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Baroness Cox Makes Case for Karabagh at UN 09/10/2002
By Florence Avakian
Special to the Mirror-Spectator

UNITED NATIONS, NY ' Monday, September 9 was a special day at the United  Nations for the Karabagh question. Through the eloquent words of Baroness  Caroline Cox, the issue received attention before an international audience.  It was part of the 55th annual conference at the world body, entitled  "Rebuilding Societies Emerging from Conflict: A Shared Responsibility," under  the aegis of the Department of Public Information (DPI) and Non-Governmental  Organizations (NGO).

The baroness who is the deputy speaker at the British House of Lords, spoke  at a panel discussion, attended by the Karabagh Representative in Washington,  Sarkis Kotanjian, the Azerbaijani deputy ambassador, and close to a hundred  UN personnel and journalists, entitled, "Working Towards Reconciliation in  the Caucasus." The workshop was sponsored by the Diocese of the Armenian  Church (Eastern Diocese) and the Armenian Women's Association of Canada.  Also on the panel were Dr. Paul Crego from the Library of Congress who  addressed the Abkhazian issue, and Dr. Khatoune Temisjian from the University  of Montreal Centre for Ethnic Studies, who focused on the technical aspects  of reconciliation in post-conflict situations. The workshop was moderated by  Aram Arkun, from the Krikor and Clara Zohrab Information Center.  Working tirelessly on this project was Adrienne Alexanian, NGO representative  at the United Nations. Her family's fund (the Alexanian Fund) donated the  expenses of the baroness' travel to the United States. While here, Baroness  Cox also addressed a standing-room-only audiences on the Karabagh question at  St. James Episcopal Church, and St. Bartholomew's Church. Cox, who has been a long-time member of Christian Solidarity Worldwide, has  traveled to Karabagh more than 50 times, bringing much-needed medical  supplies with each trip. Starting her inspiring address, she gave a brief  accounting of the conflict's history, including the 70-year economic and  cultural exploitation of the region, the annulment of Karabagh's autonomous  status in 1991, the overwhelming mandate of the Karabagh people for  independence, and the election of their first Parliament.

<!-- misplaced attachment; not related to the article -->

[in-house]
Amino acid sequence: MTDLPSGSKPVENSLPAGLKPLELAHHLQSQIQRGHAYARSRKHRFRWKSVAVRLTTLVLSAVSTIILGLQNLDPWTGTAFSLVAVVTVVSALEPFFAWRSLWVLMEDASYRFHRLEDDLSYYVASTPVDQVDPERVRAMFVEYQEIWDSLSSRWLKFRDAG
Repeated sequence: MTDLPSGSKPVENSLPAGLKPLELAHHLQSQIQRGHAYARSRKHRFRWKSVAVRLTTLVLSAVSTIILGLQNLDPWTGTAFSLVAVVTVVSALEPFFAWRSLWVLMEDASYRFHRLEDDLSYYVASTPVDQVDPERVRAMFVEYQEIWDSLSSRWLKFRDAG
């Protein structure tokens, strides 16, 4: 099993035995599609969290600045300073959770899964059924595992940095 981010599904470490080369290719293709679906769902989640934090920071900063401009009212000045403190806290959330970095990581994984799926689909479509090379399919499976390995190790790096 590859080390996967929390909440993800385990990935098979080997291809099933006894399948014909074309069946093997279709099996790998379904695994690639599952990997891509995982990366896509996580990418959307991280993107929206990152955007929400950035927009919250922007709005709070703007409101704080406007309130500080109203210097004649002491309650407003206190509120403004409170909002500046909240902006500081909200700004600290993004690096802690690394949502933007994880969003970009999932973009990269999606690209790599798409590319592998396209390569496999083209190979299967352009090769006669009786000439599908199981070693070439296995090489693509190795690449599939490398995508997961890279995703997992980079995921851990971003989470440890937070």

Addressing the current conflict, she listed the ethnic cleansing which  followed the 1988 Karabagh protests with Azerbaijan using its formidable  military might (only Azerbaijan used grad missiles, daily aerial bombardment,  ground to air missiles). Azerbaijan, with its seven million population,  unleashed this devastating weaponry against the Karabagh population of only  150,000, she stated, adding, "These virtually impossible odds were  exacerbated with Turkish military support, experienced military personnel,  and mujahadeen mercenaries.